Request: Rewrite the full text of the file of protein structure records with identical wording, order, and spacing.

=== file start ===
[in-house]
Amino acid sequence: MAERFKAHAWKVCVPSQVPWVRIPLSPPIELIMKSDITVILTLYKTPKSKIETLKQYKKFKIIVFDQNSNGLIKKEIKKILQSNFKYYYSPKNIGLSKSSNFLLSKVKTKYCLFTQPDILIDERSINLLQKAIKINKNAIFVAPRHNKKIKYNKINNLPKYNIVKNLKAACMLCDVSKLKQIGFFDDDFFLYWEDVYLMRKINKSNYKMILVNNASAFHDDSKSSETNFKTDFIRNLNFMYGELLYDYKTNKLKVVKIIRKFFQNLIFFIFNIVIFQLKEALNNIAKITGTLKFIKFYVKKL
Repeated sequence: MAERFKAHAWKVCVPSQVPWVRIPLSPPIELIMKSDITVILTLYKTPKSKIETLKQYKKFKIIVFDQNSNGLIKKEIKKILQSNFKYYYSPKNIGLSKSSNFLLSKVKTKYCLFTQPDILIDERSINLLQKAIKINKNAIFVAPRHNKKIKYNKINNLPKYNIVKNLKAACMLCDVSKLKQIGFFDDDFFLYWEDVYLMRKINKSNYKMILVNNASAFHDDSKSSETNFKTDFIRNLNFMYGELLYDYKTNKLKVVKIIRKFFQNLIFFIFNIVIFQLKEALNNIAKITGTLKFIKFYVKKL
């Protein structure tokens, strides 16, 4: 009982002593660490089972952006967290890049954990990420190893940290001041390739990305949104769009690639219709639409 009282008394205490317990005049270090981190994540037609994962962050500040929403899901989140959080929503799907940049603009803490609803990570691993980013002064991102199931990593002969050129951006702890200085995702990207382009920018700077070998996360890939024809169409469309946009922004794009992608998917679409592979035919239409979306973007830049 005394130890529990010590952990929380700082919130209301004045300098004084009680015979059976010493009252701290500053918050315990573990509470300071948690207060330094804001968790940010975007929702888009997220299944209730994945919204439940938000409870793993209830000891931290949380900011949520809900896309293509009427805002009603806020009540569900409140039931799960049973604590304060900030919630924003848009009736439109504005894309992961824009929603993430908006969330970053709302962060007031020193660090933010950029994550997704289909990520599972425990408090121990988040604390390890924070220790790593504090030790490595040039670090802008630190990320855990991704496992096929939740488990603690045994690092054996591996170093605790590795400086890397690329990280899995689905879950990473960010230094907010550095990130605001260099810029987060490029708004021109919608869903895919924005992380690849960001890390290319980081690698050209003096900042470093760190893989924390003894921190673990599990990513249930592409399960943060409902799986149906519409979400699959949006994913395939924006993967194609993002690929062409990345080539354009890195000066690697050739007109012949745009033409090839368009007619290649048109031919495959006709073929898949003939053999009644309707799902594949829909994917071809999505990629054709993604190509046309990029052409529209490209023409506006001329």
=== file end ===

[in-house]
Amino acid sequence: MAERFKAHAWKVCVPSQVPWVRIPLSPPIELIMKSDITVILTLYKTPKSKIETLKQYKKFKIIVFDQNSNGLIKKEIKKILQSNFKYYYSPKNIGLSKSSNFLLSKVKTKYCLFTQPDILIDERSINLLQKAIKINKNAIFVAPRHNKKIKYNKINNLPKYNIVKNLKAACMLCDVSKLKQIGFFDDDFFLYWEDVYLMRKINKSNYKMILVNNASAFHDDSKSSETNFKTDFIRNLNFMYGELLYDYKTNKLKVVKIIRKFFQNLIFFIFNIVIFQLKEALNNIAKITGTLKFIKFYVKKL
Repeated sequence: MAERFKAHAWKVCVPSQVPWVRIPLSPPIELIMKSDITVILTLYKTPKSKIETLKQYKKFKIIVFDQNSNGLIKKEIKKILQSNFKYYYSPKNIGLSKSSNFLLSKVKTKYCLFTQPDILIDERSINLLQKAIKINKNAIFVAPRHNKKIKYNKINNLPKYNIVKNLKAACMLCDVSKLKQIGFFDDDFFLYWEDVYLMRKINKSNYKMILVNNASAFHDDSKSSETNFKTDFIRNLNFMYGELLYDYKTNKLKVVKIIRKFFQNLIFFIFNIVIFQLKEALNNIAKITGTLKFIKFYVKKL
């Protein structure tokens, strides 16, 4: 009982002593660490089972952006967290890049954990990420190893940290001041390739990305949104769009690639219709639409 009282008394205490317990005049270090981190994540037609994962962050500040929403899901989140959080929503799907940049603009803490609803990570691993980013002064991102199931990593002969050129951006702890200085995702990207382009920018700077070998996360890939024809169409469309946009922004794009992608998917679409592979035919239409979306973007830049 005394130890529990010590952990929380700082919130209301004045300098004084009680015979059976010493009252701290500053918050315990573990509470300071948690207060330094804001968790940010975007929702888009997220299944209730994945919204439940938000409870793993209830000891931290949380900011949520809900896309293509009427805002009603806020009540569900409140039931799960049973604590304060900030919630924003848009009736439109504005894309992961824009929603993430908006969330970053709302962060007031020193660090933010950029994550997704289909990520599972425990408090121990988040604390390890924070220790790593504090030790490595040039670090802008630190990320855990991704496992096929939740488990603690045994690092054996591996170093605790590795400086890397690329990280899995689905879950990473960010230094907010550095990130605001260099810029987060490029708004021109919608869903895919924005992380690849960001890390290319980081690698050209003096900042470093760190893989924390003894921190673990599990990513249930592409399960943060409902799986149906519409979400699959949006994913395939924006993967194609993002690929062409990345080539354009890195000066690697050739007109012949745009033409090839368009007619290649048109031919495959006709073929898949003939053999009644309707799902594949829909994917071809999505990629054709993604190509046309990029052409529209490209023409506006001329």